As many of those reading may be aware (at least those on our games sites), I work offsite. Probably less known though is where; I'm currently studying programming at university, with hopes to move on into Stardock's game development team after I finish my degree.
So anyway, this semester I'm studying C#. As part of this, we're going to have an open project at the end of semester, in which we will make pretty much anything we want, so long as it demonstrates a sufficient skill and knowledge in the language. While the professor is a command-line die-hard, referring to anything with a GUI as "dog and pony show", we have the option to make our projects as fancy as we like.
Toward that end, I had some time this past weekend and figured I'd better try and get a handle on at least getting 2D graphics on-screen in windows programs, beyond the simple form elements that you can drag and drop in Visual Studio. First I looked around for some tutorials on GDI or DirectDraw, but couldn't find anything all that helpful. So I then looked around for some stuff on XNA, and came across this pong clone tutorial.
|Pong main menu.
||Pong, with tweaks.
An hour or two of typing and copypasta later, it was done, with at least some portion of it having sunk in. It wasn't without incident, at least, as it seems the tutorial's author (despite best efforts to get it perfected) had left a number of mistakes which I had to correct along the way. Mostly small things, like using one variable name in one section or in the class description, but in the actual code he provided, he used another. Some bugs were significantly less minor though, like reversing the width and height in the part where the maximum "table" dimensions (the area where the ball can roam), such that the poor computer player could never hit the ball, because it disappeared 200 pixels before it reached his paddle.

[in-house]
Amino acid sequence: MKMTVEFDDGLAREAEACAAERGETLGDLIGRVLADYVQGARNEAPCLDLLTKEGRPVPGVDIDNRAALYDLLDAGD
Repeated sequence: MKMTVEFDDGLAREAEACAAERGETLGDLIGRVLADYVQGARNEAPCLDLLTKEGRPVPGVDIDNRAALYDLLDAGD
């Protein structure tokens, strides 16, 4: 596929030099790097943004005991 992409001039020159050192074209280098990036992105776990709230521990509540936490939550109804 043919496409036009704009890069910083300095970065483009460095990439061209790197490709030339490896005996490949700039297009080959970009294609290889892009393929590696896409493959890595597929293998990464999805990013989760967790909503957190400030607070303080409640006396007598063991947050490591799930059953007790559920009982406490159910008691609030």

To ensure that I understood the mechanics of the pong game, I made a few changes and tweaks, such as adding walls and obstacles to the table. Also, I made the player paddle larger and faster
Overall though, I came away from it with one major thought: XNA makes basic game development brutally simple (as programming goes). I had expected to have to deal with more nitty-gritty API stuff, setting up a main loop, dealing with timing, etc. (and will, when I get around to trying and figuring out how do to all this in C++ and DirectX), but XNA completely obscures all of that and any need for more than a general understanding of C# and object-oriented programming. All the "hard" stuff is nicely tucked away in the base classes, which yours can inherit from, and you can literally toss together a (very) simple 2D game in less than a day, from scratch.
Certainly, things will get more complex when you bring 3D into the picture, but short of that, it seems that pretty much any aspiring programmer should be able to get right into XNA with ease.
Back to the development: after finishing the pong tutorial and tinkering around with it for a while, I decided to see if I could put all the pieces to use with making a 2D scrolling shooter, following the same general structure and class hierarchy as used in the pong game (but making improvements and boosting efficiency along the way). That's for another journal, but here are some preview screens to cap this one off:
|Main menu--look familiar?
||A lone Drengin fights for his life...